We support increasing the minimum wage in Massachusetts to $15 by 2021.
At Project Bread, we believe good food is a basic right for all. We are proud of our work increasing household dollars spent on healthy food through the Supplemental Nutrition Assistance Program (SNAP) and the Healthy Incentives Program (HIP). We provide support through our FoodSource Hotline and fund community food programs through our annual Walk for Hunger. Despite these efforts, however, approximately 675,000 Massachusetts residents continue to struggle with hunger.
While programs such as SNAP offer necessary assistance, there is no substitute for a living wage.
We will continue to proudly help families like Rayna's, but hardworking mothers like her should not have the additional stress of food insecurity. By raising the minimum wage, we can better help families like hers support themselves by attacking the root cause of hunger – poverty. That's why Project Bread has submitted written testimony in support of two bills in the Massachusetts Legislature: House Bill 2365 and Senate Bill 1004. These bills would increase the minimum wage to $15 by 2021.
Project Bread’s work in public policy and advocacy is changing the conversation around hunger in our state and beyond. And it is helping to evolve the way we, and others, approach the needs of the food insecure in Massachusetts. Together, we can elevate the voices of all of those who face hunger — and ensure their needs are met with dignity and efficacy.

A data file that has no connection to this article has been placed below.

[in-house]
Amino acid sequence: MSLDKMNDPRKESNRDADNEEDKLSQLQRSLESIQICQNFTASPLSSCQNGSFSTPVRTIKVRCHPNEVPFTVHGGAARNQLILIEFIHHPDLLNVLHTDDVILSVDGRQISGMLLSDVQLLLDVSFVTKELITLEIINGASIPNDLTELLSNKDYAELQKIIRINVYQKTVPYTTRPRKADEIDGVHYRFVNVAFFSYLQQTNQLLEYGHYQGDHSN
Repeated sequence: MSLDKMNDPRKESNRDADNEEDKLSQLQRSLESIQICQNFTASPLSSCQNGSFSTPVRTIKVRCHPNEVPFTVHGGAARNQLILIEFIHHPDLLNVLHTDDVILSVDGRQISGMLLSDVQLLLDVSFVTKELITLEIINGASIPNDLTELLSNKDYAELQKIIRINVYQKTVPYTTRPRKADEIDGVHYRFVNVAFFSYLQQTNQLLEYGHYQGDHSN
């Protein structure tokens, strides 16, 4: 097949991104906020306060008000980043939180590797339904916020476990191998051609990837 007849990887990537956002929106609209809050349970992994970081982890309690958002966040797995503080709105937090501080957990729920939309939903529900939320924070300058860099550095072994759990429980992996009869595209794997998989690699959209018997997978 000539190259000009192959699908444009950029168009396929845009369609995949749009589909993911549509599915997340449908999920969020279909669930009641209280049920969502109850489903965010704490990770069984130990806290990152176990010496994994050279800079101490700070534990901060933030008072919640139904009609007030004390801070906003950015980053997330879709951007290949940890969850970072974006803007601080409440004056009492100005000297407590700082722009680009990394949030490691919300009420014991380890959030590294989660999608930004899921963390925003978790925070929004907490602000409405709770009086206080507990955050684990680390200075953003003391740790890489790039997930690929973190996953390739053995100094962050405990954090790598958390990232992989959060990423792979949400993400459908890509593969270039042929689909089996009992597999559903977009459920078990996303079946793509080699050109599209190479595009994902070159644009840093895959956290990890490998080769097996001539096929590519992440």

Read Project Bread Executive Director Ellen Parker and Board Chair Dr. Ronald E. Kleinman's op-ed published in The Boston Globe on Monday, May 22, "Children have a right to healthy food at school."
East Longmeadow, MA – June 7, 2017 – Project Bread, the leading statewide anti-hunger organization in Massachusetts, was joined by State Representative Angelo Puppolo, Jr., State Representative Brian Ashe, and Town Manager Denise Menard at Mapleshade Elementary School on Wednesday. Members of the school committee were also on hand to observe the Breakfast in the Classroom (BIC) program in Mrs. Plahna’s third grade class and to celebrate a successful inaugural year of offering breakfast as part of the instructional day.
We’re changing the conversation, and changing lives. Join us.
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Hunger is silent. So we speak up–join the annual movement to end hunger in Massachusetts, always the first Sunday in May. Money raised by participants supports more than 300 anti-hunger programs that connect people to the healthy food they deserve.